After five years of Obamacare, it is clear the law is doing far more harm than good. Of most concern, the law has hiked taxes for Americans families and businesses at least 21 times, including seven that directly hit the middle class. Since the law was passed, billions have been wasted on the construction of barely working healthcare exchanges, premiums and administrative costs have skyrocketed, and confusing regulations have made tax compliance a nightmare.
Fortunately, the Republican controlled Congress is poised to dismantle some of the most damaging provisions of this law, while conducting rigorous oversight over wasted taxpayer dollars.
Earlier today, the House Ways and Means Committee released legislation that would repeal major components of Obamacare through a process known as reconciliation. Specifically, this legislation repeals the employer and individual mandates, the Cadillac tax, and the unnecessary Independent Payment Advisory Board.
Most Obamacare regulations and taxes, like the Cadillac tax have harmed access to affordable healthcare. Even though this tax will not come into effect until 2018, insurers have already begun cutting health benefits in preparation for this onerous law. Some fear that if implemented, the Cadillac tax will cause flexible spending accounts to vanish.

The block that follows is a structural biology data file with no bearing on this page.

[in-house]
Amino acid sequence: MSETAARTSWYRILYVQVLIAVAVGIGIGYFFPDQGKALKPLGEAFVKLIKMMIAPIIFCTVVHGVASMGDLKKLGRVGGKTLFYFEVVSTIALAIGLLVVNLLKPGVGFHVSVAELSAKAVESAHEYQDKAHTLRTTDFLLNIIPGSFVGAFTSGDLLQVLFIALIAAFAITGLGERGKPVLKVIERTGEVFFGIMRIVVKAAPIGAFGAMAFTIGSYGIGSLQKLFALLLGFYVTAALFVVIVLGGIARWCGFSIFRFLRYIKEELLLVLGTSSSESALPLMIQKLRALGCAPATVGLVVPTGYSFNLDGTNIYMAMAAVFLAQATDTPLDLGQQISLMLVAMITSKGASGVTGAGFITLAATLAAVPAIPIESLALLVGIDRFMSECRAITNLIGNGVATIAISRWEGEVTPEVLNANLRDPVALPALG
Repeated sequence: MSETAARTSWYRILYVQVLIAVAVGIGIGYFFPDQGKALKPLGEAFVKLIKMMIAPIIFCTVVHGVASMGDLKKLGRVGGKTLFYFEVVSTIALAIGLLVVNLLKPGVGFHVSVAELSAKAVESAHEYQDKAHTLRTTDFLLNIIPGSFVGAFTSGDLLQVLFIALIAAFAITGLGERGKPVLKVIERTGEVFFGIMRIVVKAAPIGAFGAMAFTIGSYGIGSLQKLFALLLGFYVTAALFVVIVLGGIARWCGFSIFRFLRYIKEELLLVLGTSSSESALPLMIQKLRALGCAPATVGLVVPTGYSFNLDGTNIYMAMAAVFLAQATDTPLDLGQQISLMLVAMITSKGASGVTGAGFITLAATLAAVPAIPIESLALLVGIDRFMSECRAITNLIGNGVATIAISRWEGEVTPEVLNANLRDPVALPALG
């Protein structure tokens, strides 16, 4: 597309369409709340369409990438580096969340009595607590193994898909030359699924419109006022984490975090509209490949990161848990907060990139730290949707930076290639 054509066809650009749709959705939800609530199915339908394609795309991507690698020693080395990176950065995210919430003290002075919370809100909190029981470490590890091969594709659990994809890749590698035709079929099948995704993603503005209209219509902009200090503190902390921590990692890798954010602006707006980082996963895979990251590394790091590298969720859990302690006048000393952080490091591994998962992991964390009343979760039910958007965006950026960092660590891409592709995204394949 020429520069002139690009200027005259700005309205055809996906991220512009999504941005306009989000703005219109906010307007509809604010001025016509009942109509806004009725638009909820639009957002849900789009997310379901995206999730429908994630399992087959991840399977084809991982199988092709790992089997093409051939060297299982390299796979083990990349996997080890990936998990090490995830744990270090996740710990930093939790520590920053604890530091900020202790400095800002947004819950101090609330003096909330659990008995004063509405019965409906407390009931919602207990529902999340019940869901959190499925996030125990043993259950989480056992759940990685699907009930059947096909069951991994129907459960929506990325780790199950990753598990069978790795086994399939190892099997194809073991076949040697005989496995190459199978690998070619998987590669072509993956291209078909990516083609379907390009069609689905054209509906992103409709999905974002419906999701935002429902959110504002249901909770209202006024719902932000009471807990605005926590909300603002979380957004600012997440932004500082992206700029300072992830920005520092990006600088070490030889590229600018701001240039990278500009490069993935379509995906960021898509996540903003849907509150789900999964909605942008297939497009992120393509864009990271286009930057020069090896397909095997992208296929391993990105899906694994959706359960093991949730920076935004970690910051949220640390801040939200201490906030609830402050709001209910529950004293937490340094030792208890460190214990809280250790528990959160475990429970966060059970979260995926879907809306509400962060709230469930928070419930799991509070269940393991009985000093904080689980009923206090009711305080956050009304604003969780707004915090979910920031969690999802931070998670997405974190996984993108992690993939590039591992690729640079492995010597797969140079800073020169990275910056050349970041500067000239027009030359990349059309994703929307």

Not only will these reforms be good for taxpayers, they will also be good for the economy. A recent analysis by the Congressional Budget Office and the Joint Committee on Taxation finds that repealing the individual mandate would decrease spending by $311 billion over ten years and reduce the federal deficit by $305 billion over the same window.
The Ways and Means Committee, led by Chairman Paul Ryan (R-Wis.) should be congratulated for taking up this package of reforms.
Others in Congress are taking steps to get to the bottom of the billions that have been wasted during Obamacare’s implementation. Tomorrow, Energy and Commerce Oversight Subcommittee Chairman Tim Murphy (R-Pa.) will hold a hearing examining Obamacare’s state exchanges.
In order to construct these exchanges, the Centers for Medicare and Medicaid Services awarded over $5.5 billion in grants to states, while conducting non-existent levels of oversight. Since then, several state exchanges, including Oregon’s $305 million exchange, have failed. Others remain on the brink of failure, despite millions in federal funds.
An investigation into this waste is long overdue, and Chairman Murphy should be congratulated for taking the lead on getting to the bottom of this egregious waste of taxpayer dollars.